For 25+ years we have recruited on thousands of searches for companies in just about every industry. These companies have ranged in size from start-up to Fortune 50. The result of our work has led to tens of thousands of candidate interviews. Here’s what we’ve learned: total compensation is not all about the money.
Almost everyone thinks about the monetary benefits a company can offer with the obvious being salary, bonuses, and commission. Equity (stock), benefits, paid time off, holidays and the like are other forms of compensation that aren’t as common. What we’ve learned from our conversations with countless passive and active job seekers is that monetary compensation and traditional employee benefits are only scratching the surface of total compensation. Below are a few examples of non-monetary compensation that are key factors for employers to consider when trying to recruit and retain talent.
Many companies have clearly stated vision, mission, and values. Although, a similar number of companies fail to align their organization and thus set up policies, procedures, and cultures that ignore them. Ultimately, this leads to avoidable attrition of high performers. The vision, mission, and core values should be lived and breathed, and seriously considered for hiring, promoting, and terminating staff. High functioning organizations ensure their policies, procedures, hiring practices, promotions, and terminations take root in the vision, mission, and values. Schizophrenic cultures breed conflict, confusion, and frustration.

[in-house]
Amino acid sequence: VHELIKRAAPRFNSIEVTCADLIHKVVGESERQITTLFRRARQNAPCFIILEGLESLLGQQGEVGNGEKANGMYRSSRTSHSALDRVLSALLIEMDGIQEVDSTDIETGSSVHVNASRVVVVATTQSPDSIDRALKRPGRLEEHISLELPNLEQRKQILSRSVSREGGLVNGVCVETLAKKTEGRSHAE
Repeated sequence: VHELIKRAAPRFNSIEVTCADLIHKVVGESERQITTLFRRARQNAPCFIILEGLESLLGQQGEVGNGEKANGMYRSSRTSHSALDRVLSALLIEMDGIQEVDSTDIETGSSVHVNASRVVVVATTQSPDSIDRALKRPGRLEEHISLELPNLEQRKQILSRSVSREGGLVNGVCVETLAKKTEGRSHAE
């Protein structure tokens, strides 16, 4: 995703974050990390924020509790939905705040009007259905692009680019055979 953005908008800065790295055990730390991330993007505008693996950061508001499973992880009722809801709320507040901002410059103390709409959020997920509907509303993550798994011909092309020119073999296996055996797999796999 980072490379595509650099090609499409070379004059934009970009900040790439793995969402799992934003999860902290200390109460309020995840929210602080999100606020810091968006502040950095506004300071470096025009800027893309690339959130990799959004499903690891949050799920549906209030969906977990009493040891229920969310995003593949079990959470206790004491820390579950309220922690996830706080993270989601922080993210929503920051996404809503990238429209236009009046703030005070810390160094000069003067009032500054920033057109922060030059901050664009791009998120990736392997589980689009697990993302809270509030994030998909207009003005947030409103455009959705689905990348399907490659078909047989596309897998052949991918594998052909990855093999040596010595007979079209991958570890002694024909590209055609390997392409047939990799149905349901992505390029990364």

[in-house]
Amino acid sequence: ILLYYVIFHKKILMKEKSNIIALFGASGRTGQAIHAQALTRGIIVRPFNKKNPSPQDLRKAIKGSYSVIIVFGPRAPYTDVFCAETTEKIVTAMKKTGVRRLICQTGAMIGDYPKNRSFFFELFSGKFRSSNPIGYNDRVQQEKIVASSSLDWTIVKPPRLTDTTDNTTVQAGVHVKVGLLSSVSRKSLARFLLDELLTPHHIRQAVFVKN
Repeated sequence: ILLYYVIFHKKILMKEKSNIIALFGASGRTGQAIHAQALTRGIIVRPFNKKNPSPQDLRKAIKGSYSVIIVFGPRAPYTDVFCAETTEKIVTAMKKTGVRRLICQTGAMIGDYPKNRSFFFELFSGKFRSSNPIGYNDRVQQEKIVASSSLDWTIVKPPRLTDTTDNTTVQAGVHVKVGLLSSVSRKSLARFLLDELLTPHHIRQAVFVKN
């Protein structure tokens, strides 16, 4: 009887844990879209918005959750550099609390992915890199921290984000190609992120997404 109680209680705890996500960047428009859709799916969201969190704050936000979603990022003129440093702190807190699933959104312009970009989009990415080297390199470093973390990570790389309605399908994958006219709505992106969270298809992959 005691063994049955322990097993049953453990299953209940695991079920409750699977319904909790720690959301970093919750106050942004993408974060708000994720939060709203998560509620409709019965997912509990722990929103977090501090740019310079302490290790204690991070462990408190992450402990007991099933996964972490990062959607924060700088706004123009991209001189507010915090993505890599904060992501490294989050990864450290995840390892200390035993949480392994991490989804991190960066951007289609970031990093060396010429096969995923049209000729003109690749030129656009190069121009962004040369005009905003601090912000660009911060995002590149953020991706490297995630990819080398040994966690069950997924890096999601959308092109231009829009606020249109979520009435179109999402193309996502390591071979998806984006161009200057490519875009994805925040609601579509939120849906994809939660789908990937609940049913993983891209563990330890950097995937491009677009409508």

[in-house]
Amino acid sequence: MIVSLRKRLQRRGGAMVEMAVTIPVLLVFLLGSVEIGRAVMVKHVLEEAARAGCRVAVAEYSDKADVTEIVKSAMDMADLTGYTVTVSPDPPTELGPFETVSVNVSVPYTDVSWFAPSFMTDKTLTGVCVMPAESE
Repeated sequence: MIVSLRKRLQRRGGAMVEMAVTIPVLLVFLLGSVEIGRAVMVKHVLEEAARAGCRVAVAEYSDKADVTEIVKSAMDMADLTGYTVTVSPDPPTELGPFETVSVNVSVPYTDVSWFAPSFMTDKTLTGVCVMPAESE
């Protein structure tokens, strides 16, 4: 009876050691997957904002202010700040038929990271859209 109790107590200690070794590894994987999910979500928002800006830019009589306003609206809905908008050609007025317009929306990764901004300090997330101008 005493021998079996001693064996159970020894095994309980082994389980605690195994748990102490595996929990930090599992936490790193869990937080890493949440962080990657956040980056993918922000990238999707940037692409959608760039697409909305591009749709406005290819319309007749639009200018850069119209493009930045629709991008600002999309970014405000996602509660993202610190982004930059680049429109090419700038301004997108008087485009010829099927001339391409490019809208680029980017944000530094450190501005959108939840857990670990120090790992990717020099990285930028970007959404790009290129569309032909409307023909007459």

The idea of brand is a double-sided coin. The brand we often think of is the perception of the company by consumers (customers) in the market. Similarly, a company’s employment brand is equally important. Great companies not only have a great product, but they have an employment brand that is equally attractive. These two concepts are a key form of non-monetary compensation. Conversely, a weak brand can also be a form of negative compensation.
It has been said, people don’t leave bad jobs (or companies), they leave bad bosses. I’ll save the argument about leaving bad companies for another topic. There is no doubt that the quality of your boss will have some impact on job satisfaction, for better or worse. The quality of a boss is in the eye of the beholder. Competence, character, transparency, work ethic, positive attitude/outlook, genuine care and concern for others (above self) are all common qualities of a good boss. While money is a great deodorant, it often fails to cover the stench of a bad boss.